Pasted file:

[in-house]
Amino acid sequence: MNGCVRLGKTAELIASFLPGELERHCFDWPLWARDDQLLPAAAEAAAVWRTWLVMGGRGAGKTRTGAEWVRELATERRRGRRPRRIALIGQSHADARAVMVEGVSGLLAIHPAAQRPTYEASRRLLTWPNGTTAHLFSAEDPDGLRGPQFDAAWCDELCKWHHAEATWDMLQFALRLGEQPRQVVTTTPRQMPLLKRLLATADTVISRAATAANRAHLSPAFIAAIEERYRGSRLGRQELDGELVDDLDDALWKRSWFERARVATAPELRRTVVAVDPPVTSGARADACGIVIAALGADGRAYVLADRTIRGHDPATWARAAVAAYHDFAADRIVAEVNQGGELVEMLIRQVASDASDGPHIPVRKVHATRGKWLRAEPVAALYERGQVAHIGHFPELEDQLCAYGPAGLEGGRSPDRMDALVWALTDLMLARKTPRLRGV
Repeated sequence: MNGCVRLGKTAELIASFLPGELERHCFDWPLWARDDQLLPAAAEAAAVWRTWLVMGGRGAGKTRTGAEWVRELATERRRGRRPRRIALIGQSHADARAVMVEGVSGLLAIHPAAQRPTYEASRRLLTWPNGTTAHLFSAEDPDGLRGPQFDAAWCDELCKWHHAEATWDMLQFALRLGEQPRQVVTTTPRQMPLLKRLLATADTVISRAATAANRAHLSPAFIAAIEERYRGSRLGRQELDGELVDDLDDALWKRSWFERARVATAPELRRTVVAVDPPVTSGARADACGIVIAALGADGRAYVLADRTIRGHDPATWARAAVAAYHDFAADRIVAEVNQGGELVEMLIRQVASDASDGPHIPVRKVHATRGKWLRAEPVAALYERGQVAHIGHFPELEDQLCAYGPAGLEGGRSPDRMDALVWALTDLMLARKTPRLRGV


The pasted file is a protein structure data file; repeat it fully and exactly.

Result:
[in-house]
Amino acid sequence: MNGCVRLGKTAELIASFLPGELERHCFDWPLWARDDQLLPAAAEAAAVWRTWLVMGGRGAGKTRTGAEWVRELATERRRGRRPRRIALIGQSHADARAVMVEGVSGLLAIHPAAQRPTYEASRRLLTWPNGTTAHLFSAEDPDGLRGPQFDAAWCDELCKWHHAEATWDMLQFALRLGEQPRQVVTTTPRQMPLLKRLLATADTVISRAATAANRAHLSPAFIAAIEERYRGSRLGRQELDGELVDDLDDALWKRSWFERARVATAPELRRTVVAVDPPVTSGARADACGIVIAALGADGRAYVLADRTIRGHDPATWARAAVAAYHDFAADRIVAEVNQGGELVEMLIRQVASDASDGPHIPVRKVHATRGKWLRAEPVAALYERGQVAHIGHFPELEDQLCAYGPAGLEGGRSPDRMDALVWALTDLMLARKTPRLRGV
Repeated sequence: MNGCVRLGKTAELIASFLPGELERHCFDWPLWARDDQLLPAAAEAAAVWRTWLVMGGRGAGKTRTGAEWVRELATERRRGRRPRRIALIGQSHADARAVMVEGVSGLLAIHPAAQRPTYEASRRLLTWPNGTTAHLFSAEDPDGLRGPQFDAAWCDELCKWHHAEATWDMLQFALRLGEQPRQVVTTTPRQMPLLKRLLATADTVISRAATAANRAHLSPAFIAAIEERYRGSRLGRQELDGELVDDLDDALWKRSWFERARVATAPELRRTVVAVDPPVTSGARADACGIVIAALGADGRAYVLADRTIRGHDPATWARAAVAAYHDFAADRIVAEVNQGGELVEMLIRQVASDASDGPHIPVRKVHATRGKWLRAEPVAALYERGQVAHIGHFPELEDQLCAYGPAGLEGGRSPDRMDALVWALTDLMLARKTPRLRGV